While there is never enough time to get to every question during these events, there is surely time afterward to answer the unanswered questions in a public milieu.

We learn from questions and answers.

Burying questions isn't a healthy sign.

Friday, September 26, 2014

There Are Better Ways To Keep Track Of A Portfolio

For years we've asked for an orderly, searchable portfolio of ALS research grants.  Trying to keep track of press releases with no accounting of outcomes is a poor way for donors and people with ALS to understand and evaluate the research portfolio.

We recently got a Word document with new research grants.

There are better ways, and they're not rocket science.  Try this.

Search and find.  Leave fields empty to find all.

And wouldn't it be nice if the projects were soon to be filled in with grant amounts and outcomes?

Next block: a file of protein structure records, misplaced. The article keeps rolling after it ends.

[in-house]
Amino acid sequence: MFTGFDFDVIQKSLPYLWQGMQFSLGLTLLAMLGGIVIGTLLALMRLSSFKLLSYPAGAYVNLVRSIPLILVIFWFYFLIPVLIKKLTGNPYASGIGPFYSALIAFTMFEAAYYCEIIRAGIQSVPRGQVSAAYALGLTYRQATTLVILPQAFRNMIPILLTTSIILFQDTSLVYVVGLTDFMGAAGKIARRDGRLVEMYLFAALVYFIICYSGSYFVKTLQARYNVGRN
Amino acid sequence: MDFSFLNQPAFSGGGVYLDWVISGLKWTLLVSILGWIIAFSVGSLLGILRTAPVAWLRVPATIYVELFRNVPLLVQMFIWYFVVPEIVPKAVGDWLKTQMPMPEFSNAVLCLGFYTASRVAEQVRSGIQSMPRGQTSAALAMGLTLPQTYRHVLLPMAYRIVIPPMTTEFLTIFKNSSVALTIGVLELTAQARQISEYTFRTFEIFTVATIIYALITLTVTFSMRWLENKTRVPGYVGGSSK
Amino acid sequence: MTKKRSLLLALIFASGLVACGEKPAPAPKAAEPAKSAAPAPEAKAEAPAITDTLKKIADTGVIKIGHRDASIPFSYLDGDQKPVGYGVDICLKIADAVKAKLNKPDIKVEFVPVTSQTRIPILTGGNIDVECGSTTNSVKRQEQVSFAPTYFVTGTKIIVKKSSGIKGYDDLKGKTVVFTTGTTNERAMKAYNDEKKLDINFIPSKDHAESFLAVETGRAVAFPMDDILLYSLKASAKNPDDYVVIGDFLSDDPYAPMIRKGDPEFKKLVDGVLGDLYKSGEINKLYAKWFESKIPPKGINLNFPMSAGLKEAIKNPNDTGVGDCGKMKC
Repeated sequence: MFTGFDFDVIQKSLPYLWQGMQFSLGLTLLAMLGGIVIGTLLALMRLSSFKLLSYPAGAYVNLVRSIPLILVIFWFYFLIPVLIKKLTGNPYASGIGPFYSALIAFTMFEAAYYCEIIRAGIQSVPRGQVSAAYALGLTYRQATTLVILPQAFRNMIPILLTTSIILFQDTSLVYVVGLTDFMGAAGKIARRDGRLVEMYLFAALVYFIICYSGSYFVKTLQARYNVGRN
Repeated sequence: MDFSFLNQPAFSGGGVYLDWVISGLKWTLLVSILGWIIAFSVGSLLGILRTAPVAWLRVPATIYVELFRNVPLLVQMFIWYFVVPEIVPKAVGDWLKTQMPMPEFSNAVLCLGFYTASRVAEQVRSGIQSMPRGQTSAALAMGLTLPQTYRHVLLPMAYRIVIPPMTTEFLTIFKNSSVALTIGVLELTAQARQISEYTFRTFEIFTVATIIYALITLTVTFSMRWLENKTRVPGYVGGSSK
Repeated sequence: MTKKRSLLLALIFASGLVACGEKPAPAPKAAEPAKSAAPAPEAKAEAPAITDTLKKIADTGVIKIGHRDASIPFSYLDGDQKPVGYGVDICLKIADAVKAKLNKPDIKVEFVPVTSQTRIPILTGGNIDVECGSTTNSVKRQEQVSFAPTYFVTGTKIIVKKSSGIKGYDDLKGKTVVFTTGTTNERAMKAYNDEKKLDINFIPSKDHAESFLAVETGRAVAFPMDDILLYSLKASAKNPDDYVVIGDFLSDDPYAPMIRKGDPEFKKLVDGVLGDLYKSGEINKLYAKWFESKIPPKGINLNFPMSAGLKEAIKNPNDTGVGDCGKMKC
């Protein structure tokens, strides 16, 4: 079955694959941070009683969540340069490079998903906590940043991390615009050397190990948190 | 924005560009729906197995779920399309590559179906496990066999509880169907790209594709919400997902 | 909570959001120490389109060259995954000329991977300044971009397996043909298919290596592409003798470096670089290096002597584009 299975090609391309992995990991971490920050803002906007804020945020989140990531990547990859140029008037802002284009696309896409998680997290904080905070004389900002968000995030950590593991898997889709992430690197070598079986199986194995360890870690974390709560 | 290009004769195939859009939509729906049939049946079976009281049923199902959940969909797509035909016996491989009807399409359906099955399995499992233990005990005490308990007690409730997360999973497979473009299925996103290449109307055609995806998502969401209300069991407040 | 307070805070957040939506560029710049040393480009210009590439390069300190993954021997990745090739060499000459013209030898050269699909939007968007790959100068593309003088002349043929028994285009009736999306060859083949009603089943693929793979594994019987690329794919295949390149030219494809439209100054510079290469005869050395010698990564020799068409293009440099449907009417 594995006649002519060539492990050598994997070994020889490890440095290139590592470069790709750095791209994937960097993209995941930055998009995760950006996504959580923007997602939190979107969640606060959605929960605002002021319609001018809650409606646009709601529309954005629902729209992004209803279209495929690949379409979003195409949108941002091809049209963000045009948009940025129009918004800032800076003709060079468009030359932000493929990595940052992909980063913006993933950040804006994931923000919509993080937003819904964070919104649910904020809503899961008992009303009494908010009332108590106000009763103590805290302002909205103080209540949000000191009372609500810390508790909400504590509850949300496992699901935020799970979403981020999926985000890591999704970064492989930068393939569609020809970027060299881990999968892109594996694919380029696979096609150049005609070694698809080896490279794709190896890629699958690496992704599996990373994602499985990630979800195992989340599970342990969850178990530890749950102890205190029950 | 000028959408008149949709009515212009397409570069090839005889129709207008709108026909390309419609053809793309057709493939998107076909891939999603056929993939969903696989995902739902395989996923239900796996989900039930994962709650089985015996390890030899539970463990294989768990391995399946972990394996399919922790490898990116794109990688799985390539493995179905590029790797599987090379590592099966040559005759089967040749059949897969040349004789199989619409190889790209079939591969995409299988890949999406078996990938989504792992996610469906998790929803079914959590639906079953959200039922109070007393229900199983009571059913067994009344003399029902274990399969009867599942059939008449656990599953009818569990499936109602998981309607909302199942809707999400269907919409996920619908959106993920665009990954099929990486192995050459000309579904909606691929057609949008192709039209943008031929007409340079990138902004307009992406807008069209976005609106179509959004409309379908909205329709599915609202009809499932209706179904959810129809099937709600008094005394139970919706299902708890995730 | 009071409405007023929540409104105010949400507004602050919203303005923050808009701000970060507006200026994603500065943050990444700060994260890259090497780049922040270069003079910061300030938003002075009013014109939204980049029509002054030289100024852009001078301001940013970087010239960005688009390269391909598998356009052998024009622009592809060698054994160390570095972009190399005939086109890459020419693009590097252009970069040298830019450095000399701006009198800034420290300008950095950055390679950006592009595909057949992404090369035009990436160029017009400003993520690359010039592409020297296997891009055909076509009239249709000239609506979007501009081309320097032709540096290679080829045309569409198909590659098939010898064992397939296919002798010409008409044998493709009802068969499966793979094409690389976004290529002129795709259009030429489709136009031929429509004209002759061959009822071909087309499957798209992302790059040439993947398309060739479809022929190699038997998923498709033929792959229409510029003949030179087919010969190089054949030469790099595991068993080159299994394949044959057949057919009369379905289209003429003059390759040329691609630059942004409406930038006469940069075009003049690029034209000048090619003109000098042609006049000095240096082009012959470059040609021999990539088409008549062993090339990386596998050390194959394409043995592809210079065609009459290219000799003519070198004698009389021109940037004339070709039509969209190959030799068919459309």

Online Database by Caspio

Click here to load this Caspio Online Database.

Thursday, September 25, 2014

Gone In Sixty Seconds

On Sunday, August 31, I posted the following in the comments area of the ALS Association facebook page:

Some folks who participate supportively on an ALS message board started a petition a few days ago to ask that the ALSA IBC windfall be substantially directed to research.  They asked me to post the petition here.  It now has over 1000 signatures that include PALS, CALS, families, friends, donors. The message is simple. Thank you for listening.

Within minutes (literally) it was deleted and I was blocked from commenting or liking anything there again.

Also deleted in the Sunday-night purge was one other posting that I had made days earlier  suggesting that an infographic showing what happens to a hundred dollar walk donation and what happens to a hundred dollar national donation would be most helpful.

ALSA certainly has every right and responsibility to manage its facebook area as it thinks best.

I still believe that both comments are worth some thought and archive them here.

Wednesday, September 24, 2014

Let's Rewind The #ALSIceBucketChallenge Tapes And Look Again